Lugol’s is not a brand name, rather it is a type of iodine solution in which iodine is combined with potassium (potassium iodide). It is named after the 19th century French physician who developed it, Jean Guillaume Auguste Lugol. It is available in a variety of dilutions, but normally 2 percent or 5 percent. Lugol’s can be a little harder on the stomach and rather bitter to the taste, so the preferable route of applying it is transdermally, through the skin.
One maker of Lugol’s advises:
Lugol’s 5% – Each vertical drop equals about 6.25 mg of iodine/potassium iodide
Lugol’s 2% – Each vertical drop equals about 2.5 mg of iodine/potassium iodide
The Difference Between Vertical and Horizontal Drops
There are two different ways to administer a dosage, vertical and horizontal drops.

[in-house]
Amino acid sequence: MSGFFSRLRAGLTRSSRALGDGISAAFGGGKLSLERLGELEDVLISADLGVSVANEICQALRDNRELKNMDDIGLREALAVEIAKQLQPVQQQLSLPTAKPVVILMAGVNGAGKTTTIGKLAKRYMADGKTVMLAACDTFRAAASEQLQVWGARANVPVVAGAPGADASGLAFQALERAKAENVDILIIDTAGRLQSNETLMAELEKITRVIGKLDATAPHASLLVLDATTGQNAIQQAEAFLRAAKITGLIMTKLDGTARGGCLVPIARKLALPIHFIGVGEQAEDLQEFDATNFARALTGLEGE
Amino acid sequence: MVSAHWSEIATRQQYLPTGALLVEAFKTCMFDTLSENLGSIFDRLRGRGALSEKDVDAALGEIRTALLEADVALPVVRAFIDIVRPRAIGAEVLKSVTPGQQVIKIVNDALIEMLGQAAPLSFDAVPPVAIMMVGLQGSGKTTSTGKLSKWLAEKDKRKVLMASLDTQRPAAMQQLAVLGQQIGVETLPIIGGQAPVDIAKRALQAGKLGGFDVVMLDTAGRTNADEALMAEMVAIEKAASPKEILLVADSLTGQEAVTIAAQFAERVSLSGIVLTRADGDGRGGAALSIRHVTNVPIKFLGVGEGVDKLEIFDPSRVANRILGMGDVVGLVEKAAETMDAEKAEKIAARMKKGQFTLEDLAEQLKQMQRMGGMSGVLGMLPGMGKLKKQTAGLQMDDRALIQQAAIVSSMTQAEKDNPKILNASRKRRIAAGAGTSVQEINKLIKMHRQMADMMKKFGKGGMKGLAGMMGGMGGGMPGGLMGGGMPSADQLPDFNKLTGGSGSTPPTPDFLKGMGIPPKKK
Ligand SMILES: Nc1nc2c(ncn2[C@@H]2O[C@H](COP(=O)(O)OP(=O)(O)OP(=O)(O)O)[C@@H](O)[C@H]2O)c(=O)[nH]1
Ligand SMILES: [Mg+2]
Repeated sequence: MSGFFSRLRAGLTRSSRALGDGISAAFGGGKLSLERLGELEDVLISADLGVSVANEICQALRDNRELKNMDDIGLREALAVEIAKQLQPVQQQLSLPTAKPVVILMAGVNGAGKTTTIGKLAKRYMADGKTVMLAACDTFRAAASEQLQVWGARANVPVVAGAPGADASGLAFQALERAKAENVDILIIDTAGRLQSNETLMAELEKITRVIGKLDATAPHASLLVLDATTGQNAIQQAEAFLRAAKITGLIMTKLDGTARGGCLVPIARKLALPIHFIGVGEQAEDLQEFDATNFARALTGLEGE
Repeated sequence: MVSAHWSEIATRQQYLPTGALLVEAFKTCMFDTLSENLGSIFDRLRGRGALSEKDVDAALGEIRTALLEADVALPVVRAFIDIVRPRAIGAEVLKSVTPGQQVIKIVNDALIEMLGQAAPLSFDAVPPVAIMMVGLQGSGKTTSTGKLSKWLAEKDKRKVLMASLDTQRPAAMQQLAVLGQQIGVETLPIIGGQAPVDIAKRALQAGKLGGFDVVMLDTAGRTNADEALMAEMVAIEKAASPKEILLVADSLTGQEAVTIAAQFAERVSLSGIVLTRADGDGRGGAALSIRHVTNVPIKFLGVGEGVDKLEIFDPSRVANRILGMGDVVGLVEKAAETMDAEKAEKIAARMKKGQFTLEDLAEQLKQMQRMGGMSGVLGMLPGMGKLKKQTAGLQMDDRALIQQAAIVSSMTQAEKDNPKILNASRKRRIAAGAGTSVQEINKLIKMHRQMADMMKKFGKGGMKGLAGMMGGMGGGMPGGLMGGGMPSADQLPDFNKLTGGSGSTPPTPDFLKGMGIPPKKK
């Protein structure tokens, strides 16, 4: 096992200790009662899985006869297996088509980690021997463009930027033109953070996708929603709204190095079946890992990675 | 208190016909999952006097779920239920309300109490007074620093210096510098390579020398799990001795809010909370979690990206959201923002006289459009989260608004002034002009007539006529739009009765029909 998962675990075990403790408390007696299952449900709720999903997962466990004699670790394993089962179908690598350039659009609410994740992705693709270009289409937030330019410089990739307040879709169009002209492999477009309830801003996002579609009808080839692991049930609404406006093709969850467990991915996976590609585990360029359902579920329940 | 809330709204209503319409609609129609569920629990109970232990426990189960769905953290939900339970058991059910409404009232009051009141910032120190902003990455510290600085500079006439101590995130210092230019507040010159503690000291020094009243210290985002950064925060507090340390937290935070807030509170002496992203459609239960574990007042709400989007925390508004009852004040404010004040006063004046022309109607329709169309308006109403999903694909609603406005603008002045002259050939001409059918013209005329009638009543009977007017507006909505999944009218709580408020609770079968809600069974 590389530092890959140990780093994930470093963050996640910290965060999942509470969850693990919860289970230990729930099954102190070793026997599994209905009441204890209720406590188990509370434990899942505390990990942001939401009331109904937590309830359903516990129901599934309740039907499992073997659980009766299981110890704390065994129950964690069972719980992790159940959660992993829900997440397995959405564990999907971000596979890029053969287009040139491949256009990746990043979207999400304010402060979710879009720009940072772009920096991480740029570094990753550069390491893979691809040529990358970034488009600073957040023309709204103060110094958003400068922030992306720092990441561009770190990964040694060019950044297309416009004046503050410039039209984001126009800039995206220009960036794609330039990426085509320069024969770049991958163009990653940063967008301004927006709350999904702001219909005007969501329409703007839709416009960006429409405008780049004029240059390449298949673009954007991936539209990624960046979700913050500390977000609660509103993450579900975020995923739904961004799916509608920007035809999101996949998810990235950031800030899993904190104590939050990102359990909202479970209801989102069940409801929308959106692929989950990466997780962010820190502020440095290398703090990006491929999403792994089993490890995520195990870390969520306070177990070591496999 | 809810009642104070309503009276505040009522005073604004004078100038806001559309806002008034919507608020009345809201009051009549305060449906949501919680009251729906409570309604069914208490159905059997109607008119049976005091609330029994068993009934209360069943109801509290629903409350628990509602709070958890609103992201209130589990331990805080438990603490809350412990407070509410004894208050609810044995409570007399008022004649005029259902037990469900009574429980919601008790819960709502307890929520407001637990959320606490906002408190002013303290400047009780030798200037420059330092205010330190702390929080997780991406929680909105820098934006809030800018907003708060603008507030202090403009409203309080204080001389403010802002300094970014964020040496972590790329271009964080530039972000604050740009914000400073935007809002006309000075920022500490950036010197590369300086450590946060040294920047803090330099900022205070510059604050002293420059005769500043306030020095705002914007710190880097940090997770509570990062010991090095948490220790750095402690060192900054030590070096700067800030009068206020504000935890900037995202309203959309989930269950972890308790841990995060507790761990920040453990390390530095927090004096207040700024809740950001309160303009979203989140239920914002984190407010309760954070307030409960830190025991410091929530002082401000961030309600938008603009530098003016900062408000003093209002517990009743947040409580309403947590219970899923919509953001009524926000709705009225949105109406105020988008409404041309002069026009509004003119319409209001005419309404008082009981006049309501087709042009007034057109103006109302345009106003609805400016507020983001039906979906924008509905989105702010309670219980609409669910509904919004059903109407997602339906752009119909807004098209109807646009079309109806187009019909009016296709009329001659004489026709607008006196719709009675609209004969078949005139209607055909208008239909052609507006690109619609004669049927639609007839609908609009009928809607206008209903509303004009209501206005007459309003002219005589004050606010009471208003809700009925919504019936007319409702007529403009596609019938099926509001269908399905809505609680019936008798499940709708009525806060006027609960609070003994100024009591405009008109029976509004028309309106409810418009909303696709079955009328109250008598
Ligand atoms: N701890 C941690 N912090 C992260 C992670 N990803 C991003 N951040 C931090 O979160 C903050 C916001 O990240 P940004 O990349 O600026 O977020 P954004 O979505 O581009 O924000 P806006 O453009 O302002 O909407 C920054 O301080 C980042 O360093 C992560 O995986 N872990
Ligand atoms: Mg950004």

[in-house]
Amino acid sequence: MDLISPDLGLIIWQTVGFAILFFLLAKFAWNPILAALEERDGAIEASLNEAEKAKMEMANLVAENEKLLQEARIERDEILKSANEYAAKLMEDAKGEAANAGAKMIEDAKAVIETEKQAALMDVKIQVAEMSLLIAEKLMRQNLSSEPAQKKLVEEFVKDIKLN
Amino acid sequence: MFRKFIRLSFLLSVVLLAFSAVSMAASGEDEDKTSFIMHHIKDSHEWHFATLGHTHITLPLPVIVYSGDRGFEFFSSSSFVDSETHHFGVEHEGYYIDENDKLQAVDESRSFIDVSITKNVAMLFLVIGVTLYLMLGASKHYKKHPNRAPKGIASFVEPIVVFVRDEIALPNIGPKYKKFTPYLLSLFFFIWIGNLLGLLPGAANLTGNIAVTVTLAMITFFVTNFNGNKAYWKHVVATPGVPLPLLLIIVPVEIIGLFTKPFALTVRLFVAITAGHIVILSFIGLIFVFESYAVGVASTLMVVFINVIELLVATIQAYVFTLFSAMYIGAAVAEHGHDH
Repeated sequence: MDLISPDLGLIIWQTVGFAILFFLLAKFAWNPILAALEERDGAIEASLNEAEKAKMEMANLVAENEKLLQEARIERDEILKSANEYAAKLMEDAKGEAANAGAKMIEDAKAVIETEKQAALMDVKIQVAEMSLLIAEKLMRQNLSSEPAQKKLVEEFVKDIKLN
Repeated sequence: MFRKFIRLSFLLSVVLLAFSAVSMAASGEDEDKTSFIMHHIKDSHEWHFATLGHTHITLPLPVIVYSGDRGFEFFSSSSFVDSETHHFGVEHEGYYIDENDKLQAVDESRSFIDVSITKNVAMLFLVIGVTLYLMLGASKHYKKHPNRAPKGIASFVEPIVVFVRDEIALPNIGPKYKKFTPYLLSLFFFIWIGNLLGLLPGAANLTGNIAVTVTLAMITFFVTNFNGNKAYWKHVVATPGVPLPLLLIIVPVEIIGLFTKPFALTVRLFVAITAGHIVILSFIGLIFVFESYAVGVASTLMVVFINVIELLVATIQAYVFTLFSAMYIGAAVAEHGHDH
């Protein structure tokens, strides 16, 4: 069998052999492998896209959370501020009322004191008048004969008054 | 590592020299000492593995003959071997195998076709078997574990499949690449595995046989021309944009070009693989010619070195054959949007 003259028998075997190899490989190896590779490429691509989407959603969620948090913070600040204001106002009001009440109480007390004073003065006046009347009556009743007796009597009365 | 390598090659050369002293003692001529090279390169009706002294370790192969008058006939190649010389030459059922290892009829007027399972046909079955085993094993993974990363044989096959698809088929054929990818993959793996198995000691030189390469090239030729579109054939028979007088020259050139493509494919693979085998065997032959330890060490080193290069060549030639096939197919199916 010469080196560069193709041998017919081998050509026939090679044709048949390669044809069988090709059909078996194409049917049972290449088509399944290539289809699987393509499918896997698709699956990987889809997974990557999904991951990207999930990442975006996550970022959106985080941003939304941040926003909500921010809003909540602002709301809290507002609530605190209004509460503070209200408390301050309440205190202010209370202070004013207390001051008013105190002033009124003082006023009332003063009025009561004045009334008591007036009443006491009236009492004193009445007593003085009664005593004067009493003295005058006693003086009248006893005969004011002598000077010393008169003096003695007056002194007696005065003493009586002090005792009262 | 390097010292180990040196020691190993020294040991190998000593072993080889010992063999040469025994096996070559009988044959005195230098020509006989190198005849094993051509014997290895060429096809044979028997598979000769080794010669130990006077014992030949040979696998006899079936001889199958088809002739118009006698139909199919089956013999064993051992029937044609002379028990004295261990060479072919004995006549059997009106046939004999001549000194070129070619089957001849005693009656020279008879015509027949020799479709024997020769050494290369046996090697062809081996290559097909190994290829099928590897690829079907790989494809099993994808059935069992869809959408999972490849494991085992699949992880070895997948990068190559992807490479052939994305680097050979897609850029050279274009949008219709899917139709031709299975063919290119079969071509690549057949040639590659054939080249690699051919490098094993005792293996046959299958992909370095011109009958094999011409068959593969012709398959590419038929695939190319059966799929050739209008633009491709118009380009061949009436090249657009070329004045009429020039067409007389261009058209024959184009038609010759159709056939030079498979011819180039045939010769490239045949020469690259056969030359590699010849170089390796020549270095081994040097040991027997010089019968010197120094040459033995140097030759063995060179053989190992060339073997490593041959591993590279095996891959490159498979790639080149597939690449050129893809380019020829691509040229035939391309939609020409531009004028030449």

Vertical – hold the dropper vertical (straight up and down) and squeeze the rubber top. Each vertical drop of 5% Lugol’s is equal to 6.25 mg of iodine, less than half that amount for the 2%.
Horizontal – with the dropper held horizontally (side to side – like the horizon), you’ll get twice as much per drop, or 12.5 mg of iodine (5%)
Where Lugol’s iodine combines iodine with potassium, nascent iodine has a slightly different configuration, atomically speaking. Without wanting to sound like a chemistry class, the nascent iodine molecule has the diatomic bond broken, with each atom keeping one of the two electrons that made up the covalent bond, and that gives it a high electromagnetic charge. Many iodine gurus believe this makes the nascent variety more absorbable and more effective as a supplement.
Nascent iodine is a 2 percent solution, meaning 2 percent iodine to a base of 98 percent grain alcohol or vegetable glycerine. Nascent iodine is much more palatable and not as hard on the stomach as the Lugol’s so it can be more easily taken orally.
The Difference Between Grain Alcohol and Vegetable Glycerin